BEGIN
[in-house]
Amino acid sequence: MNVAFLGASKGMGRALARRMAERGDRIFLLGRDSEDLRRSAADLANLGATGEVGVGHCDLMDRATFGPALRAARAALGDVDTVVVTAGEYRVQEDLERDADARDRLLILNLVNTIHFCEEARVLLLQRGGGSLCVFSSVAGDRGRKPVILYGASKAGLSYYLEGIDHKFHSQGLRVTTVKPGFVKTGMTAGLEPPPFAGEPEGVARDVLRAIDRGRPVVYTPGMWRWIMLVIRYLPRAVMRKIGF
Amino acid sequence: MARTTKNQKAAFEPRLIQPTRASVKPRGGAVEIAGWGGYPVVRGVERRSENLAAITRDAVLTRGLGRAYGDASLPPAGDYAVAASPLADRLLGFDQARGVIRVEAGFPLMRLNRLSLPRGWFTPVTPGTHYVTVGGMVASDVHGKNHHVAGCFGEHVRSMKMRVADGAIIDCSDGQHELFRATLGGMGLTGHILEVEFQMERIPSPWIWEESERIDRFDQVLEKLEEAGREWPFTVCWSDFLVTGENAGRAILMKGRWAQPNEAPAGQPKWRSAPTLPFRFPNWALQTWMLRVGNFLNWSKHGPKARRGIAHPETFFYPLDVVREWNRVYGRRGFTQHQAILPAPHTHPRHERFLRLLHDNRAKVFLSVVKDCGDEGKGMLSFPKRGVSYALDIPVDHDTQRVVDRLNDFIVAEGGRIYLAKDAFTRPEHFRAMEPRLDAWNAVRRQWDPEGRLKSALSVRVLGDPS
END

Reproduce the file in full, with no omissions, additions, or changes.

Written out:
[in-house]
Amino acid sequence: MNVAFLGASKGMGRALARRMAERGDRIFLLGRDSEDLRRSAADLANLGATGEVGVGHCDLMDRATFGPALRAARAALGDVDTVVVTAGEYRVQEDLERDADARDRLLILNLVNTIHFCEEARVLLLQRGGGSLCVFSSVAGDRGRKPVILYGASKAGLSYYLEGIDHKFHSQGLRVTTVKPGFVKTGMTAGLEPPPFAGEPEGVARDVLRAIDRGRPVVYTPGMWRWIMLVIRYLPRAVMRKIGF
Amino acid sequence: MARTTKNQKAAFEPRLIQPTRASVKPRGGAVEIAGWGGYPVVRGVERRSENLAAITRDAVLTRGLGRAYGDASLPPAGDYAVAASPLADRLLGFDQARGVIRVEAGFPLMRLNRLSLPRGWFTPVTPGTHYVTVGGMVASDVHGKNHHVAGCFGEHVRSMKMRVADGAIIDCSDGQHELFRATLGGMGLTGHILEVEFQMERIPSPWIWEESERIDRFDQVLEKLEEAGREWPFTVCWSDFLVTGENAGRAILMKGRWAQPNEAPAGQPKWRSAPTLPFRFPNWALQTWMLRVGNFLNWSKHGPKARRGIAHPETFFYPLDVVREWNRVYGRRGFTQHQAILPAPHTHPRHERFLRLLHDNRAKVFLSVVKDCGDEGKGMLSFPKRGVSYALDIPVDHDTQRVVDRLNDFIVAEGGRIYLAKDAFTRPEHFRAMEPRLDAWNAVRRQWDPEGRLKSALSVRVLGDPS